I never found out what that was.

Before Doc died, Moses died. Moses was a friend of mine from middle school and high school. He was a Spider. We called ourselves the Spiders from Mars. It was sort of like being in a gang. Once a Spider, always a Spider. I remember the last time I saw him, at a Winter Holiday party in 2008 that the Spiders had. He spun music. He was good. He’d mixed songs together just for us. They were good. He talked about his leukemia–it’d been in remission for years–and continued to fail to hide how much he loved us all, in spite of the years and spaces between. He’d twitter at me. Facebook message. We followed each other on the internet. It wasn’t in the same way you follow your best friend, but it wasn’t in the same way you follow someone you just met once either. With each thing of his I would read, I would remember him and take comfort in knowing I would in fact see him again. All of our meetings ended with hugs and more promises of the future.

And then he died.

In thinking about Doc’s death, I inevitably think about Moses’s death. They impacted me because I didn’t expect them. I never got closure because there was no chance to close anything. Instead, something, a potential, will exist that really can never be fulfilled. I hate cliffhangers. I hate endings that aren’t endings. I hate the window in my mind that will always be open, stuck by miscommunication, failure to communicate, loss of ties, death. Occasionally, unbidden, wind will blow through it and across my mind, seizing my thoughts, emotions, and body. At these moments, every part of me understands that these possibilities are empty. That Doctor Stewart–and Moses–is dead.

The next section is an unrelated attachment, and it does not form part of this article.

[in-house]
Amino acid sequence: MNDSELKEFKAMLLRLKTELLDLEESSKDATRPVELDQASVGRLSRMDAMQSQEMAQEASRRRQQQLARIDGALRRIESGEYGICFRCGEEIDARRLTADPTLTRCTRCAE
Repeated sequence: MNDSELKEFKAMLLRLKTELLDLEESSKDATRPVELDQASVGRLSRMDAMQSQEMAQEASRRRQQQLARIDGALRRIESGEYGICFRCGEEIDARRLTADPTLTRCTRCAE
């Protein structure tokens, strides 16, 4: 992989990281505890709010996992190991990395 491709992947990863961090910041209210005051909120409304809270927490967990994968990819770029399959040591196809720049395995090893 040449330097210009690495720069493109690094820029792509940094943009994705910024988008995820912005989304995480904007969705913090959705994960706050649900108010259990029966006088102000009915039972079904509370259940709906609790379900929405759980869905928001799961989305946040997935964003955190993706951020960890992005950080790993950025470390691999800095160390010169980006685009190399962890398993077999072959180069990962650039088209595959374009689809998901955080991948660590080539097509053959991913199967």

This happened to me when riding my bike home the other day. My throat got tight and my eyes strained. The tension, pressure, built up. I swallowed hard and one set of tears from each eye rolled down my cheek, along my neck, and under my shirt. They were cold.

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One thought on “Death, 02

  1. >Yes, that's the way death is. When a person who meant something to you dies, they leave a hole in your life that is the shape of what they meant to you, and you only find out what that shape is by how, and how often, and when, and in what circumstances the grief springs back at you.